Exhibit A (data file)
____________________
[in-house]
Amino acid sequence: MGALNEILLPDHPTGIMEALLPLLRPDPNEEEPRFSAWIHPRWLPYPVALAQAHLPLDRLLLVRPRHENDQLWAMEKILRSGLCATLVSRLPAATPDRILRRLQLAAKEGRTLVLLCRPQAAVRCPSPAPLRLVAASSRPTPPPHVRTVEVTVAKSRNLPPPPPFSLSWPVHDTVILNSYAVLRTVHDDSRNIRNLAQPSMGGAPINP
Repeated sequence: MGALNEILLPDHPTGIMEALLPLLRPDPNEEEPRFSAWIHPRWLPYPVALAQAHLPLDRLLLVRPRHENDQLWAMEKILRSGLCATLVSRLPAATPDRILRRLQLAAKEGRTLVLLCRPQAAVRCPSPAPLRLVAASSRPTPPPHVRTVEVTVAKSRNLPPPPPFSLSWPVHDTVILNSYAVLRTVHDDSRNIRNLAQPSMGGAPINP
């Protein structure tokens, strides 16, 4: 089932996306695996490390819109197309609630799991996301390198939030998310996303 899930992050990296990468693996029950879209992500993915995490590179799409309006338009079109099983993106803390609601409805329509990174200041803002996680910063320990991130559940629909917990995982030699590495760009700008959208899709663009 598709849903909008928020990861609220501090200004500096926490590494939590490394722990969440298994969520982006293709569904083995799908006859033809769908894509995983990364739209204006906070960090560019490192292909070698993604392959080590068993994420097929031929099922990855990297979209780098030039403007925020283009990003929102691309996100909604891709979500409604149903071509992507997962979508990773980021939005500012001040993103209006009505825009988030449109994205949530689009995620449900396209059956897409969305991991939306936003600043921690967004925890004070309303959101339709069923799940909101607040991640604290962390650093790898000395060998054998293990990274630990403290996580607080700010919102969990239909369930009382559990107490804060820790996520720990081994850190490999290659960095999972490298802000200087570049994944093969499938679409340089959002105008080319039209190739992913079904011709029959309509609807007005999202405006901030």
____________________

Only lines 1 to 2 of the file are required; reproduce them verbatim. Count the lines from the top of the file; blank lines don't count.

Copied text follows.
[in-house]
Amino acid sequence: MGALNEILLPDHPTGIMEALLPLLRPDPNEEEPRFSAWIHPRWLPYPVALAQAHLPLDRLLLVRPRHENDQLWAMEKILRSGLCATLVSRLPAATPDRILRRLQLAAKEGRTLVLLCRPQAAVRCPSPAPLRLVAASSRPTPPPHVRTVEVTVAKSRNLPPPPPFSLSWPVHDTVILNSYAVLRTVHDDSRNIRNLAQPSMGGAPINP